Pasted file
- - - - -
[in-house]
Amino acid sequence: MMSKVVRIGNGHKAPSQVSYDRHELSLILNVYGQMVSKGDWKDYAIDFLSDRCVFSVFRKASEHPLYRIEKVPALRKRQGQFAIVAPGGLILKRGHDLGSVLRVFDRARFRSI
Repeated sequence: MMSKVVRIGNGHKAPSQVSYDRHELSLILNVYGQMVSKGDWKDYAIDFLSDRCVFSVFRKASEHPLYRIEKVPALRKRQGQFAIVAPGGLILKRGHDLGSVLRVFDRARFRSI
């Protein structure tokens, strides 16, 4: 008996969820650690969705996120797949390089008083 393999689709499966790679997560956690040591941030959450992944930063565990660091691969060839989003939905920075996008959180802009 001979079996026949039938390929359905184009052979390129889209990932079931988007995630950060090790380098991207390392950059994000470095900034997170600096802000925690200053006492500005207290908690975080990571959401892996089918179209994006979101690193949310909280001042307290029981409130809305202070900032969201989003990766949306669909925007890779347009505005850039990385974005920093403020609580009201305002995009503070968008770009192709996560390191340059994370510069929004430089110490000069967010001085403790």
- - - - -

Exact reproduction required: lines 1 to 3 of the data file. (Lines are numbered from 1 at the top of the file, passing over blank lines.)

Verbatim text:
[in-house]
Amino acid sequence: MMSKVVRIGNGHKAPSQVSYDRHELSLILNVYGQMVSKGDWKDYAIDFLSDRCVFSVFRKASEHPLYRIEKVPALRKRQGQFAIVAPGGLILKRGHDLGSVLRVFDRARFRSI
Repeated sequence: MMSKVVRIGNGHKAPSQVSYDRHELSLILNVYGQMVSKGDWKDYAIDFLSDRCVFSVFRKASEHPLYRIEKVPALRKRQGQFAIVAPGGLILKRGHDLGSVLRVFDRARFRSI